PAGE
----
Do’s and don’ts of defensive documentation in the EHR

Documenting care is a basic nursing responsibility, but it’s one that nurses often struggle with because of time constraints and challenges associated with electronic health records (EHRs), such as poor user interfaces that leave nurses unclear as to where to document findings. However, taking time to document correctly and completely provides the first line of defense should you be named in a lawsuit.


Consequences of poor documentation

Documentation issues can have serious legal consequences. The NSO/CNA Nurse Liability Claim Report (4th Ed.) found that failure to document or falsifying documentation increased in frequency and severity in 2020, compared to 2015 and 2021. The average total incurred professional liability claims by documentation allegations rose from $139,920 in 2015 to $210,513 in 2020.
Documentation issues also can impact your license; the board of nursing may take disciplinary action or even rescind a license in the case of documentation maleficence. The NSO/CNA report noted that about half (49.6 percent) of all license protection matters related to documentation involved fraudulent or falsified patient care or billing records. Most nurses would not knowingly engage in these practices, but keep in mind that this category includes situations such as failing to document care as required by a regulatory agency. Thus, simply omitting information can lead to punitive action.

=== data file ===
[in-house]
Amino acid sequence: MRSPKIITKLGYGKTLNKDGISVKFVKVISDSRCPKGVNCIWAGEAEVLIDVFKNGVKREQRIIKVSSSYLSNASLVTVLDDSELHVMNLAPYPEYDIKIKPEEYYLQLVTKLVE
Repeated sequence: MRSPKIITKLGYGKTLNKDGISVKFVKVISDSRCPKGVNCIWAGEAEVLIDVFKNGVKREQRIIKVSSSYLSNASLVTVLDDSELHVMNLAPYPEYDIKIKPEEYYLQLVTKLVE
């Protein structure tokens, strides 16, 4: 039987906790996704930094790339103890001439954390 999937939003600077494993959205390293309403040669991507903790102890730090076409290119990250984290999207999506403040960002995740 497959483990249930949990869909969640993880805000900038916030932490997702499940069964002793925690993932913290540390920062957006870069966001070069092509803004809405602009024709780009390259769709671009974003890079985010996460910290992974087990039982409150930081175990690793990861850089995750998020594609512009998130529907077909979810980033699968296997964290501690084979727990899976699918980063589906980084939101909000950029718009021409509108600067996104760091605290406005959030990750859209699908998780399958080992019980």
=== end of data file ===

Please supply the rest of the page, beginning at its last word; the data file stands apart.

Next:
Finally, deliberately falsifying documentation (such as submitting false claim to Medicare) can subject nurses to sanctions under the federal False Claims Act.
Here are some strategies to follow to ensure your documentation is effective:


  • Follow organizational policies and local, state, and federal regulations related to documentation. Failure to do so is a red flag to an attorney.
  • Ensure you are in the correct patient record.
  • Be accurate. This may seem obvious, but a 2020 study by Bell and colleagues found that 21 percent of patients who reviewed EHR ambulatory care notes about them reported an error, with 42 percent labeling the error as serious.
  • Use accepted abbreviations and medical terminology. One resource is The Joint Commission’s list of “do not use” abbreviations, published in 2018. For example, it states to write out “unit” instead of using “U” or “u.” Another resource is the Institute for Safe Medication Practices’ “List of Error-Prone Abbreviations, Symbols, and Dose Designations.”
  • Document positive and negative findings. Negative findings may be overlooked. For example, nurses know to document signs and symptoms of infection, but they may forget to note the absence of them.
  • Record all care, even if it’s “routine.” For instance, regular checks for signs of skin injury around an endotracheal tube should documented.
  • Document in real time to help ensure accuracy. In some organizations, you can access the EHR from a secure mobile device you carry with you. 
  • Note when you notified other healthcare providers of a change in a patient’s condition. You’ll also want to note the response. If the response is inadequate or not appropriate, document that you followed up with another person, such as your supervisor.
  • Document communications with patients and their families/caregivers. This include providing education (both verbal and written): If a patient suffers harm as a direct result of not following instructions, this information can protect you.